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Accession Number ADA567338
Title Breaking Cancer Dormancy to Sensitize Dormant Breast Cancer Cells to Cytotoxic Chemotherapy.
Publication Date Jul 2012
Media Count 14p
Personal Author D. Tran
Abstract Patients with breast cancer can develop recurrent metastatic disease with latency periods that range from years to decades. This pause can be explained by micrometastatic disseminated tumor cell (DTC) dormancy, a stage in cancer progression in which residual disease is present but remains asymptomatic and is clinically undetectable. Cancer dormancy remains an outstanding challenge for both clinicians and scientists. Recent findings have suggested that the cancer dormancy signaling program is characterized by low ERK:p38 MAPK signaling ratio and prolonged G0/G1 arrest, reminiscent of cancer stem cells, and is thought to be a major mechanism of resistance to conventional cytotoxic chemotherapy. Cancer EMT, which is thought to precede cancer dormancy, may also contribute directly to the cancer dormancy program through its ability to induce low ERK:p38 signaling ratio. The central role of p38 in cancer dormancy was recently demonstrated by the ability of p38 inhibitors (e.g. SB203580 or dominant negatives) to break dormancy and induce tumor growth, making it an attractive therapeutic target. Here we have proposed to test a novel therapeutic concept that breast cancer dormancy can be controlled by acutely forcing dormant cancer cells into rapid proliferation, thereby rendering them sensitive to killing by cytotoxic chemotherapy. We tested the feasibility of this innovative approach by inhibiting p38 MAPK before exposing cancer cells to cytotoxic chemotherapy. We used the MTB/TAN mouse model, a Tet-inducible activated human her2/Neu model, which produces PR/ER-negative and ErbB2-independent recurrent tumors (similar to human triple negative breast cancer) after withdrawal of doxycycline (deinduction). These recurrent tumors have all the characteristic of having undergone EMT and are relatively growth arrested and dormant.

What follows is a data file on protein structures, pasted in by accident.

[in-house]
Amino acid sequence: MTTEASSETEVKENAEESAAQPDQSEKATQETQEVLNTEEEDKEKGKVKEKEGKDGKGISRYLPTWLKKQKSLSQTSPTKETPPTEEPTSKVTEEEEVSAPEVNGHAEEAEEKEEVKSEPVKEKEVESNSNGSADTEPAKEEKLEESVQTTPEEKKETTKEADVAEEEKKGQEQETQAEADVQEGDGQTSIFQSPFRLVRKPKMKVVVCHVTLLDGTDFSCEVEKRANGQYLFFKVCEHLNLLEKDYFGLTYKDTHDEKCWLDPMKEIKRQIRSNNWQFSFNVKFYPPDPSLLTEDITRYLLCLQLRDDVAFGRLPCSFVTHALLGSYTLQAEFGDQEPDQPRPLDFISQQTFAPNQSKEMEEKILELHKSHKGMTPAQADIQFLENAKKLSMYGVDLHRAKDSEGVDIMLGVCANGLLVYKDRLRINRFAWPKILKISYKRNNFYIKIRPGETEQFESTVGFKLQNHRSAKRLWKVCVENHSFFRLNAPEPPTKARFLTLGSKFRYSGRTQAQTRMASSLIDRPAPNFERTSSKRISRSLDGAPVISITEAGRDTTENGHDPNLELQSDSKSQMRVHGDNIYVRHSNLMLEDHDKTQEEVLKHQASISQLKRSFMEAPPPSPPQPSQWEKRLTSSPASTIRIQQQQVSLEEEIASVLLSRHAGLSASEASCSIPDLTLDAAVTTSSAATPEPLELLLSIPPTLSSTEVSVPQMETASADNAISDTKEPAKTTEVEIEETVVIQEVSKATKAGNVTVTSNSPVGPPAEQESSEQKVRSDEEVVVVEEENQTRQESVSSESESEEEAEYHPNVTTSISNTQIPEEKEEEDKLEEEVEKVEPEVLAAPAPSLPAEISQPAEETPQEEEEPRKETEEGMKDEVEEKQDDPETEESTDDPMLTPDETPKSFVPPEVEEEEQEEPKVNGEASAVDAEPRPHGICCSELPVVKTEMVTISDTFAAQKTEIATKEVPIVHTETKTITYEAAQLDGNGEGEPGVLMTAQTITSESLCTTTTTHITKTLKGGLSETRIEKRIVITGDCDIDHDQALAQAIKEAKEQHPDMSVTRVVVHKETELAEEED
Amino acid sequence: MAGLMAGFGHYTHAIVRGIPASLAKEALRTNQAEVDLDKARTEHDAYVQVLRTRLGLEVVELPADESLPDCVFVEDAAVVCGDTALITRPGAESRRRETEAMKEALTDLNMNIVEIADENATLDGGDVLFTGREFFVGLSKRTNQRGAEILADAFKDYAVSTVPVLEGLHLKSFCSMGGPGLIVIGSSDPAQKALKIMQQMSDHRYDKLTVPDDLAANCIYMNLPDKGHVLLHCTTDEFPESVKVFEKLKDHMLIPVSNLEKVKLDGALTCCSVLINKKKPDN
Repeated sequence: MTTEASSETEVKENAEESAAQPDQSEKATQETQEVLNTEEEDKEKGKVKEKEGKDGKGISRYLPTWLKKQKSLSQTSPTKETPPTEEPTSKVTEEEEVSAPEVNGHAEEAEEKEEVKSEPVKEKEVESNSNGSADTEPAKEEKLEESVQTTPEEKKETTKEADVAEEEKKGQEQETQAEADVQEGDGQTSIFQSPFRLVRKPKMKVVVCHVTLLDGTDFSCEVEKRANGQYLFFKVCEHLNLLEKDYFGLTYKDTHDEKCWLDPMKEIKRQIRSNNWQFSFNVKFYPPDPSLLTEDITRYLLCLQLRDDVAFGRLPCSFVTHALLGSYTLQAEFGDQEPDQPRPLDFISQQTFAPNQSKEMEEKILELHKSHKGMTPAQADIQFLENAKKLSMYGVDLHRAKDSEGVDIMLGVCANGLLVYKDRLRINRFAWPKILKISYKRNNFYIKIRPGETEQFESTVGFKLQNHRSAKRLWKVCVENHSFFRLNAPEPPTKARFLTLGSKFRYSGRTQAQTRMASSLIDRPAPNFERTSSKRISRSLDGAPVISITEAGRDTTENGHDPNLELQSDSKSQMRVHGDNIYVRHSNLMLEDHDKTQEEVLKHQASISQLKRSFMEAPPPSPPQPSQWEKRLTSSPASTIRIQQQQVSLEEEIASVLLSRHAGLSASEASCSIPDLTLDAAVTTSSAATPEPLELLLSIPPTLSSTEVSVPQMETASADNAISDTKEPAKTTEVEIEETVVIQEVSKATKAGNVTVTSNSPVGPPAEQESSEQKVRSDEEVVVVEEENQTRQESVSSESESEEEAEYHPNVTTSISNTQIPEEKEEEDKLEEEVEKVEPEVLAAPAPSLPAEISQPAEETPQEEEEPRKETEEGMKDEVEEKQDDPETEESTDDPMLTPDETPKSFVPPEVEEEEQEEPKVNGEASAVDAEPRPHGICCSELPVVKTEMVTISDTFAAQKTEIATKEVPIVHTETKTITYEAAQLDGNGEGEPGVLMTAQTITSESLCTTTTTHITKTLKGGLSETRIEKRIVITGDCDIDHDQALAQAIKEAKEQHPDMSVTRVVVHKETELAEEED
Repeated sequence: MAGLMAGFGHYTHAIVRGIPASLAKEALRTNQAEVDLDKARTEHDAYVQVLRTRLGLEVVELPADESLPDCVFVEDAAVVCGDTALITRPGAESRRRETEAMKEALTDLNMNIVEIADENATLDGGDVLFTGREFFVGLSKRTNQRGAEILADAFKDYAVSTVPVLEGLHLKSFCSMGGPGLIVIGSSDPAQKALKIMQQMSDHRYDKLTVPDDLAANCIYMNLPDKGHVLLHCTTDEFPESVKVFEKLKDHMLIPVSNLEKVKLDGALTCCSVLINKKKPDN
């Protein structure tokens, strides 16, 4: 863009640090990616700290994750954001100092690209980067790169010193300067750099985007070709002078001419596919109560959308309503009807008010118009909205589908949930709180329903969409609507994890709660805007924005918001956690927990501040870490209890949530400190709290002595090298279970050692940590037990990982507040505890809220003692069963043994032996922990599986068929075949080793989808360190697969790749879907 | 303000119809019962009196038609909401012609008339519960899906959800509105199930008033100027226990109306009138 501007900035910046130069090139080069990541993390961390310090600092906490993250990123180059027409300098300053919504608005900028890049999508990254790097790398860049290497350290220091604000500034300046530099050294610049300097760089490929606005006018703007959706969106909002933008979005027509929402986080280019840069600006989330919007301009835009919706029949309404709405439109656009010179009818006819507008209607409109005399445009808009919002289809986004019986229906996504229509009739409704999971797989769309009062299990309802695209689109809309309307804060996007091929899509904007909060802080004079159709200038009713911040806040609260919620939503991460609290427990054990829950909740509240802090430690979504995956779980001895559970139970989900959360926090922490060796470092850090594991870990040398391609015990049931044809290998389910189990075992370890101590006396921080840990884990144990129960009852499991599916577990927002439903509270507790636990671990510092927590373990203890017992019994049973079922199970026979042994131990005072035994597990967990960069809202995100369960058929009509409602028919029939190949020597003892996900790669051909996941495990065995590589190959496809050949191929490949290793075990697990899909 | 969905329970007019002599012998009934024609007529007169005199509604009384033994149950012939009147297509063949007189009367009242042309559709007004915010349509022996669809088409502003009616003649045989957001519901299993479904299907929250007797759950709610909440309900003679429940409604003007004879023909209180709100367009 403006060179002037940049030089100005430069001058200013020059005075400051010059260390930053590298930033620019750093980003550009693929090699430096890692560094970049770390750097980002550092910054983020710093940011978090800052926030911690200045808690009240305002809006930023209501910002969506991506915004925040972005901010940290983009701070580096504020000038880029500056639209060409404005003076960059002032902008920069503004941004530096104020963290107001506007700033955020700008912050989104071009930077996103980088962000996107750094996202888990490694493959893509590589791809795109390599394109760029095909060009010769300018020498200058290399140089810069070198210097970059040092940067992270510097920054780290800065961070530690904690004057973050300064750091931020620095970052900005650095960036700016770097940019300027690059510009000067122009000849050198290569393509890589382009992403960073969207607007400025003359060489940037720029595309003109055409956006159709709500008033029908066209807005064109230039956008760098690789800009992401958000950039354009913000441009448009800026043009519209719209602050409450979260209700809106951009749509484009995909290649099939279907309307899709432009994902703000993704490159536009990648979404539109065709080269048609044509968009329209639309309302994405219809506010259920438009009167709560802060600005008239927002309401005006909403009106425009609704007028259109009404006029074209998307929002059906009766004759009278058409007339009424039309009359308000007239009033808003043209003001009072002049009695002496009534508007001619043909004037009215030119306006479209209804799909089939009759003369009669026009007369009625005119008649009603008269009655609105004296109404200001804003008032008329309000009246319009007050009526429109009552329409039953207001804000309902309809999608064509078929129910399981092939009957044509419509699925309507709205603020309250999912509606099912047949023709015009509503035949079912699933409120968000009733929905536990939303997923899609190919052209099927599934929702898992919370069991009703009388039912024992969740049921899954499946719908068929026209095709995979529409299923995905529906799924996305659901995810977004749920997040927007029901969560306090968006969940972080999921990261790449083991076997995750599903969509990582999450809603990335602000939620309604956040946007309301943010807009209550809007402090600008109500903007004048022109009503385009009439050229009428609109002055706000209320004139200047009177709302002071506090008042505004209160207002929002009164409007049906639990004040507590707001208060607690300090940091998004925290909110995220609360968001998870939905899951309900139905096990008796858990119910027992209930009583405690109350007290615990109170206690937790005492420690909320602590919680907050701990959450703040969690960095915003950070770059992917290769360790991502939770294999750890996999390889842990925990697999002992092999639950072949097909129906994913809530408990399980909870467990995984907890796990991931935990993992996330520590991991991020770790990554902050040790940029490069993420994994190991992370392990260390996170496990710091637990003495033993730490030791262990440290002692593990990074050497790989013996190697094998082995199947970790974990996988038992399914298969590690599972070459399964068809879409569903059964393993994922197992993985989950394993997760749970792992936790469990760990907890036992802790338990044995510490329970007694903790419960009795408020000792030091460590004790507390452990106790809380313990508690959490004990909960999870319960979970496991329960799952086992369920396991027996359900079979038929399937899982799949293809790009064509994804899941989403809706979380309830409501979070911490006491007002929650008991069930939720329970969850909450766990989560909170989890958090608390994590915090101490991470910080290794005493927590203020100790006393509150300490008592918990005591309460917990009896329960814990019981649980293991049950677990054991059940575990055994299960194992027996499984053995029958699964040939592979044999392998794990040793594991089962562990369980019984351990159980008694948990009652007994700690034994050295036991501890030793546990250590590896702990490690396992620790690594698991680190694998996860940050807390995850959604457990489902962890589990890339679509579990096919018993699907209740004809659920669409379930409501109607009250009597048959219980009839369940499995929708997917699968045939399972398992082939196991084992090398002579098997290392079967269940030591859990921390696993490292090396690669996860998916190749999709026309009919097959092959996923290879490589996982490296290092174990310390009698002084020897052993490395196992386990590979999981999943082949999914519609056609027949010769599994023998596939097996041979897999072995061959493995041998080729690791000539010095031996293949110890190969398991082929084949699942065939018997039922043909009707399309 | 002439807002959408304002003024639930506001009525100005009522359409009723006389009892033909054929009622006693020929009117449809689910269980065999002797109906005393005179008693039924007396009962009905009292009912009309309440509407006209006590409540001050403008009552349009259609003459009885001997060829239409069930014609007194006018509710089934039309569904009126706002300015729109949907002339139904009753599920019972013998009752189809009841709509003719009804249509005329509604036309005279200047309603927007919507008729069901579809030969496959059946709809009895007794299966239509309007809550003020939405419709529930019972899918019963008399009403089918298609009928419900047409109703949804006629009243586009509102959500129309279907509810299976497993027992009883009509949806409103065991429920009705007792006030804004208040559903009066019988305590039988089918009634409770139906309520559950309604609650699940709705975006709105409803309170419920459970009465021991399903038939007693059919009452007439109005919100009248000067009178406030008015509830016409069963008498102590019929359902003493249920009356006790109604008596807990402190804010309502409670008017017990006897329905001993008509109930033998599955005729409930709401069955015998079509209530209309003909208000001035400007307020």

Keywords Breast cancer
Photographic negatives
Stem cells

Source Agency Non Paid ADAS
NTIS Subject Category 57A - Anatomy
57S - Physiology
57E - Clinical Medicine
Corporate Author Washington Univ., St. Louis, MO.
Document Type Technical report
Title Note Final rept. 1 Jul 2011-30 Jun 2012.
NTIS Issue Number 1309
Contract Number W81XWH-11-1-0433

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